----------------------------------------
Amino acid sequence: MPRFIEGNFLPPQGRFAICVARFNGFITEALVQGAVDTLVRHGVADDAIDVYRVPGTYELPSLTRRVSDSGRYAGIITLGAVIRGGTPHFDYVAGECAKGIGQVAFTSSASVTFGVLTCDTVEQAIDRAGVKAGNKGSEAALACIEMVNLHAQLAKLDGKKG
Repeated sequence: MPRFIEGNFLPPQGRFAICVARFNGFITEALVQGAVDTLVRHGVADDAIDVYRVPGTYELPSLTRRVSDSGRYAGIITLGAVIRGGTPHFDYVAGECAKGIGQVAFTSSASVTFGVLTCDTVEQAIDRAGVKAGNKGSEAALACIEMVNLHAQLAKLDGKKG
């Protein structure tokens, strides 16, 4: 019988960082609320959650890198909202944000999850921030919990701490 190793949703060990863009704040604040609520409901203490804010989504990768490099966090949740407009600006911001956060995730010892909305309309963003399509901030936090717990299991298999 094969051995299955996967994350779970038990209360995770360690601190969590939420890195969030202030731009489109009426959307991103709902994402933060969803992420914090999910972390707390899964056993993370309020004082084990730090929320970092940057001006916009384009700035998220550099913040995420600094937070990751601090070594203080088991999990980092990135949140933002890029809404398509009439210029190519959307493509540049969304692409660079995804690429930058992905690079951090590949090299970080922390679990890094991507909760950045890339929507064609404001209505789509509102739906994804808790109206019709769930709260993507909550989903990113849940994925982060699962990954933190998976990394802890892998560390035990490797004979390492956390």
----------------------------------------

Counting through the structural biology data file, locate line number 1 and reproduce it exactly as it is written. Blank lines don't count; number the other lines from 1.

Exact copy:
Amino acid sequence: MPRFIEGNFLPPQGRFAICVARFNGFITEALVQGAVDTLVRHGVADDAIDVYRVPGTYELPSLTRRVSDSGRYAGIITLGAVIRGGTPHFDYVAGECAKGIGQVAFTSSASVTFGVLTCDTVEQAIDRAGVKAGNKGSEAALACIEMVNLHAQLAKLDGKKG